Hamburg Central School officials submitted an unsigned teacher evaluation plan to Albany late last week, and district officials hope that doing so will save hundreds of thousands of dollars in state aid.

The district is one of the last in the state to submit the plan, which must be approved and in place by Jan. 17.

If the plan is not in place, Hamburg risks losing its share of this fiscal year’s increase in state aid.

State Education Commissioner John B. King Jr. said his staff is expediting a review of the plans that have been submitted, but reviews typically take four to six weeks to complete.

“We’re in a much tighter window,” Hamburg Superintendent Steven Achramovitch acknowledged.

Hamburg could lose in the neighborhood of $450,000 if the plan is not approved on time, he said.

As of the middle of last week, Hamburg was one of only nine school districts in New York State that had not submitted their plans. The superintendent said he is hopeful the state has the resources to review and approve the plan.

Buffalo city schools submitted a plan last summer that the state rejected, and city school officials are now trying to reach agreement with teachers on a new plan.

The Hamburg plan has not yet been approved by the School Board or the teachers association, but Achramovitch said there is a tentative agreement with teachers. He submitted the unsigned plan to get the Albany approval process started.

One source told The Buffalo News a teachers committee was split, voting narrowly in favor of recommending the plan for ratification by the union.

Teachers Association President John Mrozek said the contract committee overwhelmingly rejected a draft Wednesday, then approved a new version Friday morning. Teachers are to vote Thursday, he said. If they do not approve it, the committee would have to go back to work, the superintendent said.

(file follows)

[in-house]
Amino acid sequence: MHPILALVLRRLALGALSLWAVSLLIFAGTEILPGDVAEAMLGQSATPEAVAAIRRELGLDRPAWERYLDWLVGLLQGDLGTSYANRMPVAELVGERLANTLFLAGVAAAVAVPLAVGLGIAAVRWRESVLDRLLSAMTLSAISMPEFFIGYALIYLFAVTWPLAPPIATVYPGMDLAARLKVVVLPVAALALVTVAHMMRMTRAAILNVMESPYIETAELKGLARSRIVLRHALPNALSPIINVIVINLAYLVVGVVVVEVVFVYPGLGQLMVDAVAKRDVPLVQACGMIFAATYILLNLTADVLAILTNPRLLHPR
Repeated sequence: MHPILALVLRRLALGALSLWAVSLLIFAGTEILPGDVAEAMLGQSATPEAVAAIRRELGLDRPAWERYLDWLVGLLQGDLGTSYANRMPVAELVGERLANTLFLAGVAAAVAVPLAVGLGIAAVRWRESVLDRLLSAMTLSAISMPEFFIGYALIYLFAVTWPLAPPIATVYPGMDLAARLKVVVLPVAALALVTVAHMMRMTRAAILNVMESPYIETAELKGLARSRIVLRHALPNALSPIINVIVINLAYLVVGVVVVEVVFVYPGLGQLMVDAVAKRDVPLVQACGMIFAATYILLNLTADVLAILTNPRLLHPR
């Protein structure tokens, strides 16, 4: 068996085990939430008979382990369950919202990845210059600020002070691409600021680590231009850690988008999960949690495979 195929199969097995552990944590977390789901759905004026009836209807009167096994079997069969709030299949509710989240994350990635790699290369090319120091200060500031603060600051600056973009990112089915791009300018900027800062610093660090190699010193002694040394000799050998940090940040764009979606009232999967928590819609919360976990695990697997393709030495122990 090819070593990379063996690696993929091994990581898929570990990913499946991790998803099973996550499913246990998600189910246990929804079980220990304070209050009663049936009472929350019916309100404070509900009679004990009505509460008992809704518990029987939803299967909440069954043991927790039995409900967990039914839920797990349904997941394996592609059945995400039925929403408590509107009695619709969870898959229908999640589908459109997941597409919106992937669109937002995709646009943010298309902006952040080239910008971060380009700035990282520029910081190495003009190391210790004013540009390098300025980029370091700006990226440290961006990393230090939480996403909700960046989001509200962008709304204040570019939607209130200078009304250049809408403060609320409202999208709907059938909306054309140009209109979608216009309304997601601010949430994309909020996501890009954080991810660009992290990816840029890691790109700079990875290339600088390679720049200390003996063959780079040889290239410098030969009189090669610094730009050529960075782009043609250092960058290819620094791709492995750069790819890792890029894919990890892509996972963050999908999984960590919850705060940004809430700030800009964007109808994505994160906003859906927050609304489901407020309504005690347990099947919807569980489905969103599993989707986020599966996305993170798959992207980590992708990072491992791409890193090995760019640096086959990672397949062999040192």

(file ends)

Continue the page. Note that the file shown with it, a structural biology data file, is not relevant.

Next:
The School Board was planning to vote on it Tuesday.

The last-minute negotiations have caused some consternation among teachers, according to several sources. Some were concerned about the process used to change the plan, others were worried the plan would do away with protections currently in place for teachers. If a teacher is deemed ineffective two years in a row, it could lead to termination proceedings.

“I don’t expect to have ineffective or developing teachers in Hamburg,” Achramovitch said. “I think we do very well. It’s not something I’ve been looking at as a termination process.”

Mrozek said there was some concern about what could be presented to demonstrate professional improvement.

“Not everything is a test,” he said, adding he was gratified there is an agreement.

The Annual Professional Performance Review, or APPR, governs how teachers are evaluated under new state requirements. On the 100-point evaluation, 60 points are determined through more traditional, subjective means, primarily classroom observations; 20 points are based on student growth on state assessments; and 20 points on measures of student growth that are determined by the local district.

Each district must negotiate the specifics with teachers.

“This is new to everybody,” Achramovitch said. “I think we struggled in the beginning of the year with the student learning piece.”

As of Tuesday, 682 school districts had submitted plans for review, and 533 had been approved, according to the state Education Department.

“Every day, we’re getting closer to full compliance,” King said.

“The Board of Regents is committed to ensuring that all schools implement an effective teacher and school leader evaluation plan in time to meet the statutory deadline,” said Board of Regents Chancellor Merryl H. Tisch.